A Bombshell Scandal

The University Of Southern California Comes Under Fire After A Major Admissions Scandal


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Campus library at the University of Southern California.

Victoria Filippi, Chief Editor

A recent scandal involving two actresses highlights the gripping admissions corruption at a college in Southern California. Lori Loughlin, of Full House, and Felicity Huffman, of Desperate Housewives, have both emerged in a scandal with the University of Southern California. Both women face federal charges after giving money to college administrators, coaches, and the CEO of a college career network to falsify records concerning their children’s transcripts. Loughlin who has been charged with conspiracy to commit mail fraud and honest services mail fraud faces these charges after laundering money to fabricate their daughter’s involvement in a sports team. Huffman faces similar charges after paying a test proctor an estimated $15,000 for her daughter to have unlimited time to take her SAT test.

“It’s unfair to some people because some people have more money to spend and are willing to spend that money trying to beat someone who is hardworking even though in the end you can’t beat someone who is hardworking,” senior, Andrey Cuevas-Andreev, said.

The calculative scandal led to the indictment of 50 men and women who work as coaches, test proctors or are the parents of students. The following were arrested on charges of racketeering conspiracy, and racketeering forfeiture allegations. Racketeering occurs when money is illegally obtained for a service which often happens repetitively. CEO of Edge College Career Network, William “Rick” Singer, has been dubbed the mastermind of the scandal and has also been charged with racketeering and an array of other charges such as money laundering.

“It’s not fair to people who are not as privileged as them, because people who would like to go to the college maybe someone took their spot. They’re going to find out very easily whether the person deserves to be in the position they’re in so they can do whatever they want to get accepted into their university but if they were not academically well enough to get in it’ll show.” Senior, Elton Bello, said.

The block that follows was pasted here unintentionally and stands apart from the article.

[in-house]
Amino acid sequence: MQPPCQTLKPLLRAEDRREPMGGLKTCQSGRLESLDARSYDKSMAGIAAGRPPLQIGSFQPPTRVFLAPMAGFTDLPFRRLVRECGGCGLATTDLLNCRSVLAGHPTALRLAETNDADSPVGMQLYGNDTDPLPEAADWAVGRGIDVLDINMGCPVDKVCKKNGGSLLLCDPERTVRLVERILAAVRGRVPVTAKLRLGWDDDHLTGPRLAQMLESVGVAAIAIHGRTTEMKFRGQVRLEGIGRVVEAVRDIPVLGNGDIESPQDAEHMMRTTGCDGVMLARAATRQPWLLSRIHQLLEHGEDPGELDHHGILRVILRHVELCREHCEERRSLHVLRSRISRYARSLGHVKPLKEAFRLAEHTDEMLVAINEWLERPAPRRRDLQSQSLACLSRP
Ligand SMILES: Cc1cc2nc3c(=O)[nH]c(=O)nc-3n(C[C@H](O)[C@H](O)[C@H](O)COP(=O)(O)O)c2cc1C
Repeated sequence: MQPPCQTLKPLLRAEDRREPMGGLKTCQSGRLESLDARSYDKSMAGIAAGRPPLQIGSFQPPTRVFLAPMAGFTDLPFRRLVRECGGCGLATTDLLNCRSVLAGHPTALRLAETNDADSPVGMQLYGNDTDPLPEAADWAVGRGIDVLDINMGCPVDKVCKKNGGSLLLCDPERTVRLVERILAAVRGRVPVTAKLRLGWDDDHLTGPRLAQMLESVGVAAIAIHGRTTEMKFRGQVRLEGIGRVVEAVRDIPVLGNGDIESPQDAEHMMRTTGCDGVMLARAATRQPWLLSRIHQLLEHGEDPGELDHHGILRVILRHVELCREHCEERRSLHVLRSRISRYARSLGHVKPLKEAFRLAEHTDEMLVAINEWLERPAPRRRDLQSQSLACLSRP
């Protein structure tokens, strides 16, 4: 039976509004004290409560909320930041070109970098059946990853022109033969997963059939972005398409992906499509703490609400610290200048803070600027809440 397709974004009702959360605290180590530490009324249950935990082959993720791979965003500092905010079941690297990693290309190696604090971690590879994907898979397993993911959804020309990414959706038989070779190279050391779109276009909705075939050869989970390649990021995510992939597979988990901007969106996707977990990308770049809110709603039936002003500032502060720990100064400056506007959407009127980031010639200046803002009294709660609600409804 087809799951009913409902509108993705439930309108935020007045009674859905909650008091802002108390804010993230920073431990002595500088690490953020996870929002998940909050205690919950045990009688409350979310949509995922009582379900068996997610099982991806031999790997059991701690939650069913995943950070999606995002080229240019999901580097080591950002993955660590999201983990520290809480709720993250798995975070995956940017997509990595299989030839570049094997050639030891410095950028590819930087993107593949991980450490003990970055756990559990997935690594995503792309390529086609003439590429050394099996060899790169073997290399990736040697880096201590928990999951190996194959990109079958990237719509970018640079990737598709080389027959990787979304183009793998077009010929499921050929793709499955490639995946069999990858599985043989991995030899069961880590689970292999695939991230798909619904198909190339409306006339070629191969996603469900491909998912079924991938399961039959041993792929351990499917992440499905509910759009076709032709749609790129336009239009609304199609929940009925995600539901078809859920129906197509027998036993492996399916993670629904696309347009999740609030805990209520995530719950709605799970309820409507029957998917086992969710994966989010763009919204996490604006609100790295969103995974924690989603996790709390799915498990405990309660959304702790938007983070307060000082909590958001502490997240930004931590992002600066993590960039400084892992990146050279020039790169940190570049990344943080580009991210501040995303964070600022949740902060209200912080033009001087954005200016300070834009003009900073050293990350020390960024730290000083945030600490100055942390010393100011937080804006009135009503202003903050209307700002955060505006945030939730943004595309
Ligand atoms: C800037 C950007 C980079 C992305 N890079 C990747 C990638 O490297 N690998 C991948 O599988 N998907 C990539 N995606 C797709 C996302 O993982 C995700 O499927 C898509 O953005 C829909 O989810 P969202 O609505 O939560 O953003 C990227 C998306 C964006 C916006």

Other indictments include proctors who marked students with disabilities so they would have more time to take proctored exams. The same involvement is noted by coaches who forged records about student involvement in sports activities to booster their transcripts.

“I think it’s really insane. I don’t know if shocked is the right word but you know it’s very unfair- the fact that someone can fake or cheat, compared to someone else like me who is trying hard to get stuff done and doing it legitimately,” Cuevas-Andreev, said.

Students who applied to the University of Southern California and were rejected wonder if their applications were even considered. After the recent scandal was uncovered by the Federal Bureau of Investigation some students have considered that enrollment was not offered to them because students who paid proctors and coaches had a leading advantage compared to them.

“I applied I believe in December, it’s kind of annoying because I think part of the reason I didn’t get in was because of my test scores, like my grades are good but I’m not an amazing test taker so it sucks to know that people were in the same boat but paid their way in,” senior, Brianna Navarro, said.

While having a competitive edge over other students poses several advantages, forging documents to receive this edge can leave others devastated that their application was dismissed as a result of the fraud. Students who are currently applying to colleges may fear receiving a letter of rejection because of these types of scandals. Students may also not apply to certain schools feeling that their skills will not be noticed fully.

“They’re just ruining their dreams some people spend a lot of time so they can get into that one university and if they found out this person is cheating their way into it and they don’t deserve it, it’s just heartbreaking.” Bello, states.